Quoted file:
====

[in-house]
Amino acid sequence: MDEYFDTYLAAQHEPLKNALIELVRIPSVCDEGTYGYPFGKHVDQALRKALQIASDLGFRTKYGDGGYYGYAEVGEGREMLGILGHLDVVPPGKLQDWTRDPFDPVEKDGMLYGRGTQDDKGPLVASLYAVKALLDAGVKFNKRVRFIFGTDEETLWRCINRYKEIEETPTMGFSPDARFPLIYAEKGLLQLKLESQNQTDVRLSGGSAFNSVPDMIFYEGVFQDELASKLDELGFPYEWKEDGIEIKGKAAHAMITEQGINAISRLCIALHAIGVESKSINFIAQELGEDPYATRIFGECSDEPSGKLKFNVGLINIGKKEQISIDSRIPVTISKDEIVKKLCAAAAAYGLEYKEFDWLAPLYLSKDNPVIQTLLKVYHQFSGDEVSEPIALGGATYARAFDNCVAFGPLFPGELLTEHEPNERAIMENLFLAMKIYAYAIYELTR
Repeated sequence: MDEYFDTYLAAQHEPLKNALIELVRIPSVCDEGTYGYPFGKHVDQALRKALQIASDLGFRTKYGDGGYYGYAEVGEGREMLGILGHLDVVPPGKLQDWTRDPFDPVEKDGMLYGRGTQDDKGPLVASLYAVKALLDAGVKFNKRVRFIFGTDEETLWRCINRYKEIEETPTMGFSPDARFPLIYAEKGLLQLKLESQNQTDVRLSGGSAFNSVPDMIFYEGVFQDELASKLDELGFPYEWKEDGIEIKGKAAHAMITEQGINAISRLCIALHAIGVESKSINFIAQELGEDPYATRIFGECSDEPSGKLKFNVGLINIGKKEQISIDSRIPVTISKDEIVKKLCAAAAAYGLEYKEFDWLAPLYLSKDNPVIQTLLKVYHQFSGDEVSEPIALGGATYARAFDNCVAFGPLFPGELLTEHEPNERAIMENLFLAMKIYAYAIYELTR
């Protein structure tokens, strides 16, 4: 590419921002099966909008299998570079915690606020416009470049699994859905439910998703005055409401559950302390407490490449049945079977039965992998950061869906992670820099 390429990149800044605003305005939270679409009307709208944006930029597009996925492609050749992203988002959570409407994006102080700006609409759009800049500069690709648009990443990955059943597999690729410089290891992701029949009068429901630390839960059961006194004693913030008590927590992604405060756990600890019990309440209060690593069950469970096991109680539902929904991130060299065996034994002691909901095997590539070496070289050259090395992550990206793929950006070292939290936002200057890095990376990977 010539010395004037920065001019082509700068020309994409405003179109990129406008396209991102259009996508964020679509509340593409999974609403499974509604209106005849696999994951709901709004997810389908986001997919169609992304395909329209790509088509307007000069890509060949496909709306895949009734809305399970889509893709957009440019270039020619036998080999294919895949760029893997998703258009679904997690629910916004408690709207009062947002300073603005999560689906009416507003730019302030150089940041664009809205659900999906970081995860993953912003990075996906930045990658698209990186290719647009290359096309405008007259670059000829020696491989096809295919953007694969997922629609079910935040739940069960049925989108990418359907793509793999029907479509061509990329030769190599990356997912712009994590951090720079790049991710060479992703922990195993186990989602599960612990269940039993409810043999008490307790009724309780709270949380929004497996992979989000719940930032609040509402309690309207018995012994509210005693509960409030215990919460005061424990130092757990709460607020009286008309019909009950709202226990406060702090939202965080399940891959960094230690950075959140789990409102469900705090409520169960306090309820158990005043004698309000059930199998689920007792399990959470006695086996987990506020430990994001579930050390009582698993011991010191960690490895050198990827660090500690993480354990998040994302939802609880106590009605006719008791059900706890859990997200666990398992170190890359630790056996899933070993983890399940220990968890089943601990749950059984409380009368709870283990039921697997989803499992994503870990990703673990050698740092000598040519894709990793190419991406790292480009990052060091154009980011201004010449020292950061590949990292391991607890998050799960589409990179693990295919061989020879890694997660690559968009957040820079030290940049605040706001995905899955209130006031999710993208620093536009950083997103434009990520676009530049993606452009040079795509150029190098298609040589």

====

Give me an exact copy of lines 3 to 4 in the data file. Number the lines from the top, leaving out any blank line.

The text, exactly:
Repeated sequence: MDEYFDTYLAAQHEPLKNALIELVRIPSVCDEGTYGYPFGKHVDQALRKALQIASDLGFRTKYGDGGYYGYAEVGEGREMLGILGHLDVVPPGKLQDWTRDPFDPVEKDGMLYGRGTQDDKGPLVASLYAVKALLDAGVKFNKRVRFIFGTDEETLWRCINRYKEIEETPTMGFSPDARFPLIYAEKGLLQLKLESQNQTDVRLSGGSAFNSVPDMIFYEGVFQDELASKLDELGFPYEWKEDGIEIKGKAAHAMITEQGINAISRLCIALHAIGVESKSINFIAQELGEDPYATRIFGECSDEPSGKLKFNVGLINIGKKEQISIDSRIPVTISKDEIVKKLCAAAAAYGLEYKEFDWLAPLYLSKDNPVIQTLLKVYHQFSGDEVSEPIALGGATYARAFDNCVAFGPLFPGELLTEHEPNERAIMENLFLAMKIYAYAIYELTR
């Protein structure tokens, strides 16, 4: 590419921002099966909008299998570079915690606020416009470049699994859905439910998703005055409401559950302390407490490449049945079977039965992998950061869906992670820099 390429990149800044605003305005939270679409009307709208944006930029597009996925492609050749992203988002959570409407994006102080700006609409759009800049500069690709648009990443990955059943597999690729410089290891992701029949009068429901630390839960059961006194004693913030008590927590992604405060756990600890019990309440209060690593069950469970096991109680539902929904991130060299065996034994002691909901095997590539070496070289050259090395992550990206793929950006070292939290936002200057890095990376990977 010539010395004037920065001019082509700068020309994409405003179109990129406008396209991102259009996508964020679509509340593409999974609403499974509604209106005849696999994951709901709004997810389908986001997919169609992304395909329209790509088509307007000069890509060949496909709306895949009734809305399970889509893709957009440019270039020619036998080999294919895949760029893997998703258009679904997690629910916004408690709207009062947002300073603005999560689906009416507003730019302030150089940041664009809205659900999906970081995860993953912003990075996906930045990658698209990186290719647009290359096309405008007259670059000829020696491989096809295919953007694969997922629609079910935040739940069960049925989108990418359907793509793999029907479509061509990329030769190599990356997912712009994590951090720079790049991710060479992703922990195993186990989602599960612990269940039993409810043999008490307790009724309780709270949380929004497996992979989000719940930032609040509402309690309207018995012994509210005693509960409030215990919460005061424990130092757990709460607020009286008309019909009950709202226990406060702090939202965080399940891959960094230690950075959140789990409102469900705090409520169960306090309820158990005043004698309000059930199998689920007792399990959470006695086996987990506020430990994001579930050390009582698993011991010191960690490895050198990827660090500690993480354990998040994302939802609880106590009605006719008791059900706890859990997200666990398992170190890359630790056996899933070993983890399940220990968890089943601990749950059984409380009368709870283990039921697997989803499992994503870990990703673990050698740092000598040519894709990793190419991406790292480009990052060091154009980011201004010449020292950061590949990292391991607890998050799960589409990179693990295919061989020879890694997660690559968009957040820079030290940049605040706001995905899955209130006031999710993208620093536009950083997103434009990520676009530049993606452009040079795509150029190098298609040589």